The light of normal galaxies comes largely from stars and so is emitted by the whole body of the galaxy. About 1 percent of galaxies (at present, but much larger billions of years ago) display much larger luminosities in light, X rays, radio waves, or some combination, that either comes directly from a tiny core or nucleus of the galaxy or is clearly powered by streams of fast-moving particles from the nucleus. These are the active galaxies.

The main types of active galaxies are radio galaxies (ellipticals with blobs of radio-emitting plasma far outside their visible limits, connected to the nuclei by jets), quasars (also strong radio sources but with cores emitting more visible light than all the rest of the galaxy by a factor of 100 or more), quasi-stellar objects (QSO) (like quasars but without radio emission), blazars (QSOs with very rapid changes in luminosity and structure), and Seyfert galaxies (spirals with cores about as bright as the rest of the galaxy).

When the radio galaxies and quasars were first recognized between 1954 and 1963, it was suggested that they might be collisions between normal galaxies and galaxies made of antimatter. This would have been very important as evidence about the symmetry between matter and antimatter, but it was the wrong answer because it predicted strong emission in gamma rays, which is not seen. The rapid firing of many supernova explosions in galactic centers also did not fit all the observations. What has turned out to work is the presence of a massive black hole at the center of an active galaxy, accreting stars and gas from its surroundings and using some of the energy that is released by the accretion to accelerate relativistic particles and amplify magnetic fields. These, in turn, radiate the photons we see.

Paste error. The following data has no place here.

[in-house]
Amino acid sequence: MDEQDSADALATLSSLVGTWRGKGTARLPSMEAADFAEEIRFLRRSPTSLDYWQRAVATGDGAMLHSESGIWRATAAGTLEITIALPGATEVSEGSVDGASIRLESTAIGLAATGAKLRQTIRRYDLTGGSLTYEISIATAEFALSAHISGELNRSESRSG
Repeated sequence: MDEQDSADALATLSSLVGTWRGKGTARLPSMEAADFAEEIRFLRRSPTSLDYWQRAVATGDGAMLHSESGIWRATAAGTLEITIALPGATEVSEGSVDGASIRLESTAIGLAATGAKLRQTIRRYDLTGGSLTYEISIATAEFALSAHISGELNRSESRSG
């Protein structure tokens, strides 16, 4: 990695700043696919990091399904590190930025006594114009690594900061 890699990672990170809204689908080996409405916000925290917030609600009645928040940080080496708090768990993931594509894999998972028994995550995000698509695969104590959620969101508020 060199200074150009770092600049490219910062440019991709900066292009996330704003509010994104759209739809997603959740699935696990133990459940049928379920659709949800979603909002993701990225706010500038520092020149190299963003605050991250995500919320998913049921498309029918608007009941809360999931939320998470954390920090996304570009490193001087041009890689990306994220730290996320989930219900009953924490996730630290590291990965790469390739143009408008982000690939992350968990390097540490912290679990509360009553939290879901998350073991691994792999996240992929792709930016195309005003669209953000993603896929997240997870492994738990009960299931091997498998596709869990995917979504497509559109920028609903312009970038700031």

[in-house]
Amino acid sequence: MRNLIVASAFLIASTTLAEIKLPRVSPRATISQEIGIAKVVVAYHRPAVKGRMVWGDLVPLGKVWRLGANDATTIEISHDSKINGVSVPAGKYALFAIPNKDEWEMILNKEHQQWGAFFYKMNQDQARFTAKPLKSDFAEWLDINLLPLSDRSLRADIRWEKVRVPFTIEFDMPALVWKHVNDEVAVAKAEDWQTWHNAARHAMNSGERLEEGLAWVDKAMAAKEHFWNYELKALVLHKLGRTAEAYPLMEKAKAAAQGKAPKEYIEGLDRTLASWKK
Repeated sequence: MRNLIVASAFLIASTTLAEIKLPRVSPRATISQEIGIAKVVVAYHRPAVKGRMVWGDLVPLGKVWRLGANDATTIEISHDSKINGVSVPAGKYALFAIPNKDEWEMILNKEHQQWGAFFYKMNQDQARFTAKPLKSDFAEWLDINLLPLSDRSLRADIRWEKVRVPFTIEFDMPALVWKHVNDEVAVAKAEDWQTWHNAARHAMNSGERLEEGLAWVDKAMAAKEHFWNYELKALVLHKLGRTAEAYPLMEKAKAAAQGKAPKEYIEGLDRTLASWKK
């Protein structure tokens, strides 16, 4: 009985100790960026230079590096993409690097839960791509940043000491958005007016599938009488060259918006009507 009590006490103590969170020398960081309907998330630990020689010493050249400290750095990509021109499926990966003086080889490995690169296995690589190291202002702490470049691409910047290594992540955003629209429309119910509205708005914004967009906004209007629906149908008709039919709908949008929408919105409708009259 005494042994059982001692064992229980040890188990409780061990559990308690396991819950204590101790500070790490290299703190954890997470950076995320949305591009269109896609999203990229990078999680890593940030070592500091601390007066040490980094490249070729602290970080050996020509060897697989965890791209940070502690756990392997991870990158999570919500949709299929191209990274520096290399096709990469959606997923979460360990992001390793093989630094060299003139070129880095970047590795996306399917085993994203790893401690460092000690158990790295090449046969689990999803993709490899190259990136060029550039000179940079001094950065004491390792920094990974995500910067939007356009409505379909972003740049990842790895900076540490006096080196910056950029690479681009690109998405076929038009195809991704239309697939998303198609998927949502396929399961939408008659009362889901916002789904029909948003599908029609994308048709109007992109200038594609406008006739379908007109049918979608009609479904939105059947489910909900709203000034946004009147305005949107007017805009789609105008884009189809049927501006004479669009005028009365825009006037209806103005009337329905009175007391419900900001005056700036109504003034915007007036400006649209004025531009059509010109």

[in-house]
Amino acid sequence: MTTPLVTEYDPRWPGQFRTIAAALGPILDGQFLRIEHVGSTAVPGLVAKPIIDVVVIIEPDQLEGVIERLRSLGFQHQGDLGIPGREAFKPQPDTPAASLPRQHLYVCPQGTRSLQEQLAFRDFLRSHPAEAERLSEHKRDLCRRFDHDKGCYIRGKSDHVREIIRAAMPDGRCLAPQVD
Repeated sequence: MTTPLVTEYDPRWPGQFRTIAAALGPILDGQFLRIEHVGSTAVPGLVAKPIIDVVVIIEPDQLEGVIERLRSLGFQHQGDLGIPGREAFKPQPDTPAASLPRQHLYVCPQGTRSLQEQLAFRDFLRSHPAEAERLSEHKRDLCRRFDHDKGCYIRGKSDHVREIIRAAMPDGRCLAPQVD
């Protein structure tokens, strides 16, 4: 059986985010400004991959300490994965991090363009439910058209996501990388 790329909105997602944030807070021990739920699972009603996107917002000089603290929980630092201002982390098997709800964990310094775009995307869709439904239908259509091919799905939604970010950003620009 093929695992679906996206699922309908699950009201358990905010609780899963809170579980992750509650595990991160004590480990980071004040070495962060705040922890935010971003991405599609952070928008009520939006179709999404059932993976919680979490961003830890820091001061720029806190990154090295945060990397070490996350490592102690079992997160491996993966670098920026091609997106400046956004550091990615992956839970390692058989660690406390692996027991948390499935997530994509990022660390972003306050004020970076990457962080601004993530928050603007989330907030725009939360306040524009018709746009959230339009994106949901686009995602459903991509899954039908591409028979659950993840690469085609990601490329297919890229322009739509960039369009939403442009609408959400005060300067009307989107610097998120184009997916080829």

Evidence for the black holes and their masses (from about a million to perhaps as much as 10 billion solar masses) comes from (1) the large luminosities, (2) the rapid variability, (3) the strong concentration of light in a cusp at the very center, and (4) the large velocities of stars and gas in that central cusp. Simple calculations show that a quasar can last for at most 1 percent of the age of the universe, and observations show that they were much